The assassination of President John F. Kennedy has been dramatized in films such as JFK and Parkland. But Chilean director Pablo Larraín (best known for his 2012 Oscar-nominated political satire No) examines the tragedy from the perspective of his widow. Jackie stars Natalie Portman as Jacqueline Kennedy, and the film tells her story in pieces, chronicling key moments before and after his killing. Larraín has been on a roll of late—his biographical drama Neruda was a critical hit at Cannes—and Jackie serves as his English-language debut, which costars Peter Sarsgaard, Greta Gerwig, Billy Crudup and John Hurt.

La La Land

Writer-director Damien Chazelle’s first two films were music-themed dramas: 2009’s Guy and Madeline on a Park Bench and his Oscar-winning 2014 breakthrough Whiplash. His latest continues the tradition and pushes it even further. La La Land is a widescreen musical set in Los Angeles that follows the love story between a jazz pianist (Ryan Gosling) and an actress (Emma Stone). With a gasp-inducing trailer that evokes everything from New York, New York to Moulin Rouge to Punch-Drunk Love, La La Land looks to be the quintessential, old-Hollywood “they don’t make ‘em like this anymore” movie.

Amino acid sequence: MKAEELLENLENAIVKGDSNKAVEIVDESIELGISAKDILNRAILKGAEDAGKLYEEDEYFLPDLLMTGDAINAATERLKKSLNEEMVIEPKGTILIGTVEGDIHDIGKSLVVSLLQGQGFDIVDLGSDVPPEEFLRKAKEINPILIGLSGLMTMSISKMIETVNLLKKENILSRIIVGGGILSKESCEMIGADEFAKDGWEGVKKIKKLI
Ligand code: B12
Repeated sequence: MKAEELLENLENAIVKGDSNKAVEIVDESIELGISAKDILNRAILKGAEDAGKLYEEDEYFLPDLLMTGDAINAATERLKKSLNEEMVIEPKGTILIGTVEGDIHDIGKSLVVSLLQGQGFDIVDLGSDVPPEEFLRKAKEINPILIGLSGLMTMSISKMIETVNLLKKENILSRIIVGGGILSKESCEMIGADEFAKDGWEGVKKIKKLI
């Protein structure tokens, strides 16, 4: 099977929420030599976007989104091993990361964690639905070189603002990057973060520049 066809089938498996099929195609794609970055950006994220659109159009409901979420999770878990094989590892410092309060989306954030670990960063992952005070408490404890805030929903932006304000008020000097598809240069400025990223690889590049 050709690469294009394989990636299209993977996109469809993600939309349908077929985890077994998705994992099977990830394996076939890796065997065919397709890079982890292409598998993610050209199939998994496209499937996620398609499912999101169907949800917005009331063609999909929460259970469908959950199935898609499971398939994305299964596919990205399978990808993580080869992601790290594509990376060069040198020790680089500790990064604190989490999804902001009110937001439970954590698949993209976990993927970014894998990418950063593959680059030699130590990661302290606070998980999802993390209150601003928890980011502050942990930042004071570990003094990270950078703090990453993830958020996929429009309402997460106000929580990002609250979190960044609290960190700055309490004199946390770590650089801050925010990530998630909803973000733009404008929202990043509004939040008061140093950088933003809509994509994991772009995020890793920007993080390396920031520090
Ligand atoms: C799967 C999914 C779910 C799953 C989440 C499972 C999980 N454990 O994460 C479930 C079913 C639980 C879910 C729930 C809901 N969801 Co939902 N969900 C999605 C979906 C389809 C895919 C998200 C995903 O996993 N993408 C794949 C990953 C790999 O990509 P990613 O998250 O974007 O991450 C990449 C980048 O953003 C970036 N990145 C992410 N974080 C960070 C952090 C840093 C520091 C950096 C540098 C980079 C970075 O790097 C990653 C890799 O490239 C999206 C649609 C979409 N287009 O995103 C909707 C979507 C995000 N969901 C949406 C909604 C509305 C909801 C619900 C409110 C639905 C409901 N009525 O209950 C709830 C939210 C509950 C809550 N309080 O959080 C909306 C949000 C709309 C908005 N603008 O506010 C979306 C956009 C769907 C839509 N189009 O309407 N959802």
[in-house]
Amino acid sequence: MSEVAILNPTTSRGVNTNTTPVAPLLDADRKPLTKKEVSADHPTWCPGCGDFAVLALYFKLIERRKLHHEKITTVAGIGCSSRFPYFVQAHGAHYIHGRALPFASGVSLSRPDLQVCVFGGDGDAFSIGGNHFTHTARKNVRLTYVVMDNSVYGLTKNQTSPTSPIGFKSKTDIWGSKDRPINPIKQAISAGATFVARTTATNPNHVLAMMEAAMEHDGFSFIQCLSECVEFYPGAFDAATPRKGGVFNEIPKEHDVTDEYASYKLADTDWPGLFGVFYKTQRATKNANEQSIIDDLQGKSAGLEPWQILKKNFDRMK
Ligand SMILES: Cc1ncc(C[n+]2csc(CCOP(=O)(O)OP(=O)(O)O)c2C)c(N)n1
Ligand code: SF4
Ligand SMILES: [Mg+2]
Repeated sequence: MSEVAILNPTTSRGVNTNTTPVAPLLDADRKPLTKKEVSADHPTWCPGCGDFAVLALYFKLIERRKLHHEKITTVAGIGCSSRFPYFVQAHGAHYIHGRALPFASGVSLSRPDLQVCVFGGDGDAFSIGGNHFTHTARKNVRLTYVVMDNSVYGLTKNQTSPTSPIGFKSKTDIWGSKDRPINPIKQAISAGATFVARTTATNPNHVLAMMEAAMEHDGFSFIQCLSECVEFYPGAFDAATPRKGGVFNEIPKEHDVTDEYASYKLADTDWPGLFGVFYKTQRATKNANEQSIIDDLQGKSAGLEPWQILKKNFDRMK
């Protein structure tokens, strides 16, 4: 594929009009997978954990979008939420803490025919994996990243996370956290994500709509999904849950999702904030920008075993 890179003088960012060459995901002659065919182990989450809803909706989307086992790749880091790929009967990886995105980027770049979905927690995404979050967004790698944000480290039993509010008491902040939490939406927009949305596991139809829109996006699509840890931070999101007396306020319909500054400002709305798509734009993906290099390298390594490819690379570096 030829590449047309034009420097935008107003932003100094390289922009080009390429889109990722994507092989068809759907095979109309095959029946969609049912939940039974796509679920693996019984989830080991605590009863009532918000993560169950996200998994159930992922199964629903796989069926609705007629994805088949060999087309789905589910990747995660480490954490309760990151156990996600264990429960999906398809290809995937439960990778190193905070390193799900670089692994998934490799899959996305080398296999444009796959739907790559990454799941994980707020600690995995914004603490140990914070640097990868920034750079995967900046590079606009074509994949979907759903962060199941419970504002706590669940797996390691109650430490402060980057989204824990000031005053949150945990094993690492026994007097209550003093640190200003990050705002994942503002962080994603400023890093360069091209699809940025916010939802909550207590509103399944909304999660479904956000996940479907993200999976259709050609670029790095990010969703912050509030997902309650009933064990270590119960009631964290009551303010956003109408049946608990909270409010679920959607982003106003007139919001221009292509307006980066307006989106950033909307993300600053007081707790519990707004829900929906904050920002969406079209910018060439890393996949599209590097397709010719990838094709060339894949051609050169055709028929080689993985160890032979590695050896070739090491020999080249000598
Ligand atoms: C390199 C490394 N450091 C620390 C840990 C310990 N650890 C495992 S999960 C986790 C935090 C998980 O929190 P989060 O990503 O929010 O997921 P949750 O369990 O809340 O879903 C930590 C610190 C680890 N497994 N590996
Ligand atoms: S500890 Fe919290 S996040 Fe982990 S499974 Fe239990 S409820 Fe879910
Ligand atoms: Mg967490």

My Entire High School Sinking Into the Sea

Toronto’s press guide describes the feature debut of graphic novelist Dash Shaw like this: “My Entire High School Sinking Into the Sea is like John Hughes fused with The Poseidon Adventure.” This surreal animated film revolves around teenaged best friends (voiced by Reggie Watts and Jason Schwartzman) who have to stay alive after a massive earthquake hits, sending their school into the Pacific Ocean. Sporting hand-drawn animation and a voice cast that includes Lena Dunham, Maya Rudolph and Susan Sarandon, My Entire High School has all the makings of a groovy cult movie.

Nocturnal Animals